We hope you are all safe and well during these extraordinary times. Maybe you cannot tell if it is Tuesday or Thursday anymore and that every day feels like Groundhog Day, following the same schedule. We are not denying having the structure and routine is helpful, but sometimes it is good to mix things up to stop feeling like every day is the same. Here are a few exercises which can add some variety to your new normal. You can start out with Swimming Practice at Home Part 1 & Part 2 if you have not seen them yet.
Breaststroke is considered the most technical stroke in swimming, but we introduce it to young swimmers as soon as they can swim on the front and back for a short distance. The success of breaststroke all depends on the kicks, so it is vital to take time to master this.
We will break this down, so that it is easy to follow. It is best to do these drills out of the pool first, so we have a perfect opportunity whilst pools are still closed!
Children learn to have ‘pointed toes’ when doing flutter kicks on their front and back in a pool. For breaststroke kicking, they will need learn to flex their toes as much as possible. Often children do not understand if coaches tell them to ‘turn out toes’ or ‘flex toes’, so let’s call these ‘duck feet’ instead! Get your child to sit on a chair and stretch their legs first, making sure feet are touching together. Lift all toes towards the ceiling then open to the side, creating V shape with heels together. These are your duck feet. Ask them to walk around with duck feet, so that they have full understanding of the shape they need to create.
Pointed toe to duck feet
As mentioned, swimmers should be familiar with ‘pointed toes’ from practicing flutter kicks. Breaststroke requires both pointed toes and turned out toes (aka duck feet), so we combine both in this exercise. They can sit on the bench or the floor with legs stretched. Ask them to do ‘pointed toes’ first then ‘duck feet’ repeatedly around 10 times. They can say ‘pointed toes, duck feet, pointed toes, duck feet’ as they move their feet to be sure they know what they are doing. Make sure they are flexing their toes as much as possible when doing duck feet as that is what makes the difference in breaststroke kicking.
Now your child knows what shapes to create with their feet, it is time to move on to using all the legs. Your child should sit on the chair with straight legs and pointed toes. They should then move legs down with knees bend to wrap their feet around chair legs. Their feet should be turned out to do this, like the duck feet they have done previously Try this a few times to get the sense of pointed toes with straight legs moving to duck feet with bent knees.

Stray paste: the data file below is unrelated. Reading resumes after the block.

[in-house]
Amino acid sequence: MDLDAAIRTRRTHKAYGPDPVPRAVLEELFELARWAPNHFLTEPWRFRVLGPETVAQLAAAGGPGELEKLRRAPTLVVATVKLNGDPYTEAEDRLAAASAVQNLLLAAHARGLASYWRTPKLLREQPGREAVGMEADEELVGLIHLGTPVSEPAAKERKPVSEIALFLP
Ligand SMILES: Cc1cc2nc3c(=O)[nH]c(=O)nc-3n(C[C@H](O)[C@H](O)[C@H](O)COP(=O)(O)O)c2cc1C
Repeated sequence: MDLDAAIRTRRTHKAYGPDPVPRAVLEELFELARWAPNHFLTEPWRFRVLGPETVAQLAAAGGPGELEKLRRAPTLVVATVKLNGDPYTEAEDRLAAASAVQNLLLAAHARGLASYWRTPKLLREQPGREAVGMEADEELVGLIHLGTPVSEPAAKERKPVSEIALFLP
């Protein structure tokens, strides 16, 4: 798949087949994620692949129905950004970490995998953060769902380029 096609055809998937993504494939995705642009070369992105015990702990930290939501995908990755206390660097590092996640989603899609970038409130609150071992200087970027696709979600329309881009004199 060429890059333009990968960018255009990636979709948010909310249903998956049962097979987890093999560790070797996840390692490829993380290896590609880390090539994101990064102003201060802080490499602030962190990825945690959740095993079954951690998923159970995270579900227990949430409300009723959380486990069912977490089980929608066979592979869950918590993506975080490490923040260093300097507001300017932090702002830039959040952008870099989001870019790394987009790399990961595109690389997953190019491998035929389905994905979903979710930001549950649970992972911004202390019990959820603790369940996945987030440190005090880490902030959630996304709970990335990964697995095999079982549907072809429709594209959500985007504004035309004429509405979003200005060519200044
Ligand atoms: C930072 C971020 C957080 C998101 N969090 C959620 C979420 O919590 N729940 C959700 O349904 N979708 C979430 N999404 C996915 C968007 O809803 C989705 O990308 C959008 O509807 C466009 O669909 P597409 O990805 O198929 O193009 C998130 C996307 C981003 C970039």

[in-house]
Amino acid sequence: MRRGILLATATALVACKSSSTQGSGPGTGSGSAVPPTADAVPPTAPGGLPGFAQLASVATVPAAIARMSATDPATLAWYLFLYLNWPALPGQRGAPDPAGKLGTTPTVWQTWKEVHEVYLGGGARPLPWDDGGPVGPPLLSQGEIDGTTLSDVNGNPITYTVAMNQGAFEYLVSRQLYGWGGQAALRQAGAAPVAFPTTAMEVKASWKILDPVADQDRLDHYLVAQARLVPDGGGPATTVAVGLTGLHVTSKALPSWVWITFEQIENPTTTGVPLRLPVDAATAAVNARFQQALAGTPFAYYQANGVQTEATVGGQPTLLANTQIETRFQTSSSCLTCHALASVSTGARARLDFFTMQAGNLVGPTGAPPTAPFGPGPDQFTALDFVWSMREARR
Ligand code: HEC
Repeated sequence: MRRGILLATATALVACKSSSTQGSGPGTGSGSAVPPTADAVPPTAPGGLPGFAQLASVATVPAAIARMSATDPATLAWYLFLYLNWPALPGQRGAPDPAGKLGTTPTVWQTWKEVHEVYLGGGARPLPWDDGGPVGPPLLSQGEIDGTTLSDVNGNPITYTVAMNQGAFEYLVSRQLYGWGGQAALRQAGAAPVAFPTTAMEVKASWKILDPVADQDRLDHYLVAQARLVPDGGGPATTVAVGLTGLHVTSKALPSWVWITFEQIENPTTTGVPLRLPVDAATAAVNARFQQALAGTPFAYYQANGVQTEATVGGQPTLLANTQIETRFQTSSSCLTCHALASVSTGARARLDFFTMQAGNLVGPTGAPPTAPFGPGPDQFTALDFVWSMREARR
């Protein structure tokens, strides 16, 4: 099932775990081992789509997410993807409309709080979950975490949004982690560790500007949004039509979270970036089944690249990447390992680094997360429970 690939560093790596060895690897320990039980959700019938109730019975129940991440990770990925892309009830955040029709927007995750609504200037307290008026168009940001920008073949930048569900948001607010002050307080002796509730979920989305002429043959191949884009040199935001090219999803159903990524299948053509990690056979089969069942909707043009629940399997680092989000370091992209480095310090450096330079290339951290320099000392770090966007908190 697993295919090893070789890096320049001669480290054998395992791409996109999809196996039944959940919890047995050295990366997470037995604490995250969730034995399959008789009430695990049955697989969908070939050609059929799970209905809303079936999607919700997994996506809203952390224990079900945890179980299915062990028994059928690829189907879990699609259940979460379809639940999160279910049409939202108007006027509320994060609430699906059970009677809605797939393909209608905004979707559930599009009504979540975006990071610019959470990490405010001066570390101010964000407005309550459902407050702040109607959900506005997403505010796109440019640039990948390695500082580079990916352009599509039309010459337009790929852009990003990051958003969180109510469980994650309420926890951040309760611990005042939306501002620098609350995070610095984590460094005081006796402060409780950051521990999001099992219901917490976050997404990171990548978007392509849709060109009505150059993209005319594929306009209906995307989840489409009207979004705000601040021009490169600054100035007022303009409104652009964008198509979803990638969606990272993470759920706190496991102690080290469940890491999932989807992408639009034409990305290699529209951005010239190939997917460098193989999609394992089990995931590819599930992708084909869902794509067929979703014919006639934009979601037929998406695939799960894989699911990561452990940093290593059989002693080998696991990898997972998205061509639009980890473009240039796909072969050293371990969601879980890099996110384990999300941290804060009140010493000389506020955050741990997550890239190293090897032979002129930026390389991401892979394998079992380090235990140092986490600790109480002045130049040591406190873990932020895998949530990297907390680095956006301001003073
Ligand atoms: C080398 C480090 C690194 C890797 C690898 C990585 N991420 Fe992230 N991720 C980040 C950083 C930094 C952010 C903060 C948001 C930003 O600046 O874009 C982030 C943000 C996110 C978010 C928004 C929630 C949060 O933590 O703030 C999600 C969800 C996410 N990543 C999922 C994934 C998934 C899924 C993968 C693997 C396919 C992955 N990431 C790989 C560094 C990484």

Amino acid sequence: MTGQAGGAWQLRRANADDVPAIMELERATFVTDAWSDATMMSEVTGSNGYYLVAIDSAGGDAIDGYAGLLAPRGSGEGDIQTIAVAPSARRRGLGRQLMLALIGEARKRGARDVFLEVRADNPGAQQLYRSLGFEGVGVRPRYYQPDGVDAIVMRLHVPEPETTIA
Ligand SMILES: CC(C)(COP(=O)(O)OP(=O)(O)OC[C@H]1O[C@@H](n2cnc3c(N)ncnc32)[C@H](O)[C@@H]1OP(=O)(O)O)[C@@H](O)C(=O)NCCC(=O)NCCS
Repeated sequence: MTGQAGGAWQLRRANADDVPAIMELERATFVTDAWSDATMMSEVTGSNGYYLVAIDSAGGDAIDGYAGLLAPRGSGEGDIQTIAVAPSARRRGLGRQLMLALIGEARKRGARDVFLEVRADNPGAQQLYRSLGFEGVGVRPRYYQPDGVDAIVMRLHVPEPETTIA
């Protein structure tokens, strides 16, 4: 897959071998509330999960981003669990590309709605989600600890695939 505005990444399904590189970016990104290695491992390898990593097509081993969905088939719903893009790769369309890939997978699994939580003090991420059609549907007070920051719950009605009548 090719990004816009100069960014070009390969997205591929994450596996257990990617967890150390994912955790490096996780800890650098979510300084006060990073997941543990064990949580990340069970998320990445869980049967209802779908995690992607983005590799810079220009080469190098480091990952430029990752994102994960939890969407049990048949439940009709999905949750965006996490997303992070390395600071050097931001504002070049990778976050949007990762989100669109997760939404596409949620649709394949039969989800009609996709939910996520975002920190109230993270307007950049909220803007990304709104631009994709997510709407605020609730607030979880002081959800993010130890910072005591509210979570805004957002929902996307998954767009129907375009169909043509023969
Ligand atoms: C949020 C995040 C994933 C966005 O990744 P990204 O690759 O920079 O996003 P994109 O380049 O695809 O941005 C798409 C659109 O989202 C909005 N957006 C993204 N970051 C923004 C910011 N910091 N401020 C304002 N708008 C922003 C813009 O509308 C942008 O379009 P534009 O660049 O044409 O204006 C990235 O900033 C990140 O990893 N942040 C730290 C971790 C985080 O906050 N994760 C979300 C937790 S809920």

Making letters (I-M-O-I)
The next one is to simulate the entire sequence. Your child should sit on the sofa or the end of their bed and stretch legs with pointed toes. This is creating “I” shape with their legs (Make sure toes are not sticking out). Then ask to move on to duck feet with knees bend as they did with the chair wrap around. The key point here is to keep knees quite close with the distance between feet much wider. This should create “M” shape with their legs. The next one is quick snap kick creating “O” shape with legs before they are back to straight “I” There is a lot to take it, so do it slow first. You need to make sure they have pointed toes at “I” and toes are turned out with “M” with knees close.
Ready for froggy legs
The final stage is to try out I-M-O-I on front at the end of the bed or bench. It might seem confusing to flip upside down, but the movement is exactly the same. A swimmer needs to start with straight legs with pointed toes, bring heels toward his bottom to create duck feet (with feet apart but knees close), a quick snap creating ‘O’ shape and finish with nice stretchy legs with toes pointed. Try them at least 10 times to get the hang of it. Once you are sure of the order, work on the timing so that you have a quick ‘O’ kick but take time at ‘I’, this is when the beautiful gliding would (should) take place in the water.
There you have it – the amazing breaststroke leg action! Send us pictures or a video clip of your child practising at home to firstname.lastname@example.org. We are really looking forward to seeing everyone at the pool, hopefully very soon.